Generation X just doesn’t understand Y. The bosses and the workers are further apart than ever before
If you are a Gen X (born 1960s to the early 1980s) then your working ethos was driven by the baby boomers demands to change the world.
It created a what some describe as a “very individualistic generation”. They wanted the trappings of success and approached this in a very independent manner. Generation Y, or Millennials, are seeking purpose and value in what they do. So whilst my (born 1965) generation lived to work and aspired to drive fast cars, the next generation works to live, has multiple passions and look for variety.
This comes as a shock to many, including me, as they can come across as aloof and vague – sometimes even lazy! But this is far from the truth, Millennials are studious and have horizons greater than the highest possible salary, or a key to the executive floor.
But who cares, really?
Everyone should, the oldest Millennials are now into their early 30s and gaining power and influence every year. Sadly, not enough managers seem to be bothered, they’re firmly in the grip of career and Gen-X values. So, if salary and perks can’t keep the next generation then what does?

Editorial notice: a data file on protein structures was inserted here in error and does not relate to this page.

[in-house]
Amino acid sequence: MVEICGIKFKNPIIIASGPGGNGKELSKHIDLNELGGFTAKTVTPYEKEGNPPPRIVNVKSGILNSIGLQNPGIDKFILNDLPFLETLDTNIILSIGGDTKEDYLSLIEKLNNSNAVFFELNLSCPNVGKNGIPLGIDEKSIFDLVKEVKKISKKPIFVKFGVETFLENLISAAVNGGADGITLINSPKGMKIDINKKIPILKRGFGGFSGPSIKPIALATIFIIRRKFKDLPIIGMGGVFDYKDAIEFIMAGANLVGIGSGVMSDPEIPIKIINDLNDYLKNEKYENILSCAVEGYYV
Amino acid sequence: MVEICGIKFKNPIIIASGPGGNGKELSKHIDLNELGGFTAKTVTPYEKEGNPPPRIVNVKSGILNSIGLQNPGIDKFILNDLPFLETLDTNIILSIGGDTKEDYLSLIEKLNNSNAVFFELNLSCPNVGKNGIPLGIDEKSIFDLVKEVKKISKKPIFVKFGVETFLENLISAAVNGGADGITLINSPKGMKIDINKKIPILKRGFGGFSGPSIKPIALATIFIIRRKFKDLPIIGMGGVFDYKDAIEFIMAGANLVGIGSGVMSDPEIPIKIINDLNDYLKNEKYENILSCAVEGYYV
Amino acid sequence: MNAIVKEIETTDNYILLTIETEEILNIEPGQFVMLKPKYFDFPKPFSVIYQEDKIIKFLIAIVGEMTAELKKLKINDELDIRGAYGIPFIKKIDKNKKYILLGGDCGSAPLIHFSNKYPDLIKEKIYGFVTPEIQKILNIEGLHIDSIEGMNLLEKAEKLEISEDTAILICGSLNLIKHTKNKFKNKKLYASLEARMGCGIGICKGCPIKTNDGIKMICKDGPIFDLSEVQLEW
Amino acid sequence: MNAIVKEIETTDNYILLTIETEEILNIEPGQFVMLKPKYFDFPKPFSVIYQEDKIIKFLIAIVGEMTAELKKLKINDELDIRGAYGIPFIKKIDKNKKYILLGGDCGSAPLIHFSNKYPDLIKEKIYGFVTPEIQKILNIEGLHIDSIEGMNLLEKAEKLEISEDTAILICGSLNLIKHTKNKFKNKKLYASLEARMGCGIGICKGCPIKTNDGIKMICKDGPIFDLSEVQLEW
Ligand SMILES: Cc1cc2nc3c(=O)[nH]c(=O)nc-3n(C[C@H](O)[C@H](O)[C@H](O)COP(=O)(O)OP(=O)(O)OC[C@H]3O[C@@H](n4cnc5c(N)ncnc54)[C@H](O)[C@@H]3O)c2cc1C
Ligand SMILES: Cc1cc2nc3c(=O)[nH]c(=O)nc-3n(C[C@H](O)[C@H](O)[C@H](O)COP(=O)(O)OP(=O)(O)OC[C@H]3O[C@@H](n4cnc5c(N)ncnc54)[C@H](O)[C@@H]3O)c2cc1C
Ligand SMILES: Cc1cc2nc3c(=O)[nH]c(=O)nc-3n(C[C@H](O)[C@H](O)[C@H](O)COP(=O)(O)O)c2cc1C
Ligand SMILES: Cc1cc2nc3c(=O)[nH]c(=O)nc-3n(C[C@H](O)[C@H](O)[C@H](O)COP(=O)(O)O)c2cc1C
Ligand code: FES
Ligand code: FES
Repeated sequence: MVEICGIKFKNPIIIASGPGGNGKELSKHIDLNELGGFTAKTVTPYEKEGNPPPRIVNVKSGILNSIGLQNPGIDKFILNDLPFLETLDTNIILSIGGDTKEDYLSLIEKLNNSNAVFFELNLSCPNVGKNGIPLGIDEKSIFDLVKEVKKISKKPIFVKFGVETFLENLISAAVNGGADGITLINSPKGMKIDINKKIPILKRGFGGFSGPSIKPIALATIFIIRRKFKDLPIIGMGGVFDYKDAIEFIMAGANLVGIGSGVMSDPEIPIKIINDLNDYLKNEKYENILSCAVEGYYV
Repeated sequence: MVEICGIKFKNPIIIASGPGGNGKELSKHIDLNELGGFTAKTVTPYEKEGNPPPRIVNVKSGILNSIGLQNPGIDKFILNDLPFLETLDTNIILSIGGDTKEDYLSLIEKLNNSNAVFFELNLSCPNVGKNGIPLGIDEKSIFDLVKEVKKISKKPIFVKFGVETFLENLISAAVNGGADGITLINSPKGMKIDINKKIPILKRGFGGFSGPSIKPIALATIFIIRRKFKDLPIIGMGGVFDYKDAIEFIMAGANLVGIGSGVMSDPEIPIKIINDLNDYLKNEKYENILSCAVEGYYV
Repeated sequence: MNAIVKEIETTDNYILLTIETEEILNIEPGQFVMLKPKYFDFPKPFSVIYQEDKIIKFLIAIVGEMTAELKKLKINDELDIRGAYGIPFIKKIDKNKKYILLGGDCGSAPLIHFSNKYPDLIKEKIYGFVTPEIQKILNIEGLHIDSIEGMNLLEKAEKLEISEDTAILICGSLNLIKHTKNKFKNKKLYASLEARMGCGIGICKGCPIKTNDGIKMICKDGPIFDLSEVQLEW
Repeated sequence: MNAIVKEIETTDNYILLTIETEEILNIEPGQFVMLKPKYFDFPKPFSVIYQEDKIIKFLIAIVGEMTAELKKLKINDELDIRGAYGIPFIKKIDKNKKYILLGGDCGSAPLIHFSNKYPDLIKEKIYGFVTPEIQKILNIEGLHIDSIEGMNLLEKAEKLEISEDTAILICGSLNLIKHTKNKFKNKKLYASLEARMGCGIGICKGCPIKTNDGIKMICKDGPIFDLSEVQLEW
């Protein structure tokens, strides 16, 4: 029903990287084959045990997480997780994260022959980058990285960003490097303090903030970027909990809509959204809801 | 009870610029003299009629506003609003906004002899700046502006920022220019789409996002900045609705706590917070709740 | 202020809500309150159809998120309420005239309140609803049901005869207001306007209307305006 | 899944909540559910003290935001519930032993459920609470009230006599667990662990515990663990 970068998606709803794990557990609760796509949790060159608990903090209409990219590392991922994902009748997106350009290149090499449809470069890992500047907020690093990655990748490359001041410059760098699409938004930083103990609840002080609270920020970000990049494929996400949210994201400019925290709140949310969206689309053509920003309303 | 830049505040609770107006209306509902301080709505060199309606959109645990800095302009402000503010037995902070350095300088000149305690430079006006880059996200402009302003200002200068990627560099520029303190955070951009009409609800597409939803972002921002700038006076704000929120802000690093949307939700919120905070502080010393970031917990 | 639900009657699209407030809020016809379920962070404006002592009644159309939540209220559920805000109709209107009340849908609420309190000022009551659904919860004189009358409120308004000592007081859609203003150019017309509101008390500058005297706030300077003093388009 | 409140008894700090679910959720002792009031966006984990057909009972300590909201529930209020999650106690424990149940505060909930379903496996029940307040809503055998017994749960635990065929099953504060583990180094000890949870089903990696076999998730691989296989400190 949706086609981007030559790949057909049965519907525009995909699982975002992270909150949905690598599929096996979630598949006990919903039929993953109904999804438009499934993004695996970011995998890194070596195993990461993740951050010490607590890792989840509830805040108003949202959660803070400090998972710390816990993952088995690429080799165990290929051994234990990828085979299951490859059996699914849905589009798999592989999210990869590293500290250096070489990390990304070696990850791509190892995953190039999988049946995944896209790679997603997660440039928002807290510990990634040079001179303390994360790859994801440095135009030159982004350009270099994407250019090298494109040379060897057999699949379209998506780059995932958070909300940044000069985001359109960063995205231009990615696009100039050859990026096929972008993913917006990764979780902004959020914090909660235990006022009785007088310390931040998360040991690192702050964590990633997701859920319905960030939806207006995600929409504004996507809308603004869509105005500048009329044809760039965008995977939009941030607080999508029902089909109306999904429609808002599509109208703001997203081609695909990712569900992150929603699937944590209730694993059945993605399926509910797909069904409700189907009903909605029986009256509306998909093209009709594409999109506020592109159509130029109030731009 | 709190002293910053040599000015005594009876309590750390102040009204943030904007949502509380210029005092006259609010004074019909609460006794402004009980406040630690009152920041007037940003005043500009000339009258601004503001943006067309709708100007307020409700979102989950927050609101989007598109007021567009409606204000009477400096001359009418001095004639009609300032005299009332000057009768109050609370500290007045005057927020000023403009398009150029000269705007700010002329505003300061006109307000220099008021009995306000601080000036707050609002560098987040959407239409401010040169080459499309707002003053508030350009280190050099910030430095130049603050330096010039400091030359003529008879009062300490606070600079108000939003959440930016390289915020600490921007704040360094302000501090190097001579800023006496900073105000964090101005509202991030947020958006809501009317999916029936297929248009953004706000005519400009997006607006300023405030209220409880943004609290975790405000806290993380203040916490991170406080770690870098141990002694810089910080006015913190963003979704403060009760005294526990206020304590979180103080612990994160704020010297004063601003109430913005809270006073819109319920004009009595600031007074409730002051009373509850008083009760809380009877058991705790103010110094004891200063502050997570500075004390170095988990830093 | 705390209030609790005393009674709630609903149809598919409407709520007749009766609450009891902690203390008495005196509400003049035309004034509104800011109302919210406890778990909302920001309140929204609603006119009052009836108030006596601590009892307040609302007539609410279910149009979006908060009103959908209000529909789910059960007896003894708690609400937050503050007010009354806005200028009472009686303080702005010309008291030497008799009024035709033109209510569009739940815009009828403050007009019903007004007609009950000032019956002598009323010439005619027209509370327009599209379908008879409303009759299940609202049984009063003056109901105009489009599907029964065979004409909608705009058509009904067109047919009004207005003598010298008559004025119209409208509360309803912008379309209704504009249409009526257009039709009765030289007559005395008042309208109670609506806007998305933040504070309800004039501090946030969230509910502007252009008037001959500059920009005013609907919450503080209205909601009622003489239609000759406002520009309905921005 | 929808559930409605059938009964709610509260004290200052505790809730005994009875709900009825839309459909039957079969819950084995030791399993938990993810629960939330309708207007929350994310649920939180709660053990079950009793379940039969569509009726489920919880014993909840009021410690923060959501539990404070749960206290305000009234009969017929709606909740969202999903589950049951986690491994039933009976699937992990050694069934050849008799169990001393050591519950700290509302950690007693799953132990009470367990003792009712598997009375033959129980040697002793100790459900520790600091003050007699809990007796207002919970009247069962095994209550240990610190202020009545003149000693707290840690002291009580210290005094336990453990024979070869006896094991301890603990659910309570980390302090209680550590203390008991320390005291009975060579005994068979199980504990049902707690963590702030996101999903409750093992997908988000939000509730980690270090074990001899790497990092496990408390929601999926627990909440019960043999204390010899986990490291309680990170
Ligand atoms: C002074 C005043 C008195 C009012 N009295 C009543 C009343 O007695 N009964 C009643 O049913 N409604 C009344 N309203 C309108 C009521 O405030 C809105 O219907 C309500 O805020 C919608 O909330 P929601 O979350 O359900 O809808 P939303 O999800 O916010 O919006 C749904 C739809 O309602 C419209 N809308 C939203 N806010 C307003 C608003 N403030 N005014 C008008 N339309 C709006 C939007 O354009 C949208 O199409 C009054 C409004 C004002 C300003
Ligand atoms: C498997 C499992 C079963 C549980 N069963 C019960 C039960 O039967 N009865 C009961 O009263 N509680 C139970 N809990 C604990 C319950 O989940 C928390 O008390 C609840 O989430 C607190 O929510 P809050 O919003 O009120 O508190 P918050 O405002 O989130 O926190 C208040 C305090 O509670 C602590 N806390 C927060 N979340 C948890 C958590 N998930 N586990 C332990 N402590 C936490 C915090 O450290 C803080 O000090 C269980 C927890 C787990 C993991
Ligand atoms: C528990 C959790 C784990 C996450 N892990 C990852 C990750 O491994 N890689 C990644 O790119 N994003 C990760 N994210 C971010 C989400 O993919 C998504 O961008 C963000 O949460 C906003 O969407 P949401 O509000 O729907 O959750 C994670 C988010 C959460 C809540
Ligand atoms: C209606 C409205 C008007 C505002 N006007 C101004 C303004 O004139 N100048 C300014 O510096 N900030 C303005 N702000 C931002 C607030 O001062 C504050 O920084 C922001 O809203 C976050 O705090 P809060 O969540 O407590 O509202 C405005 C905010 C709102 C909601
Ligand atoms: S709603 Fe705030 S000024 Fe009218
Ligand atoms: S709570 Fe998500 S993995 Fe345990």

- Freedoms. Where they work, how they work and when they work.
- Agile. Millennials are great multi-taskers and highly comfortably building many things at once, but don’t look too hard for 100% finished product, they don’t believe in that concept.
- Reasons. Why they are doing stuff is now more important than a salary. They need top believe in what they are doing and this explains the current low job satisfaction reported by Gen Yers.
- BYOD. They expect to be able to merge work and life and life and work. This means providing life-stuff in the workplace and access to work-stuff in the life-place. “Bring Your Own Device” is a great start to this.
- Trust. Avoid micromanagement and let Millennials have their own space and they’ll grow and be wonderfully productive.
In 1996, when Connected was founded, the youngest Millennials were pre-school! The course of our hiring policy and working environment has struggled to adapt to the appearance of this next generation. In the same way my generation struggled with the bowler-hatted city types that rules the world before Punk Rock.
We’re adapting and learning … from the next generation, and this will avoid us becoming dinosaurs and staying relevant in the world.
By Martin Dower, Aged 48 1/2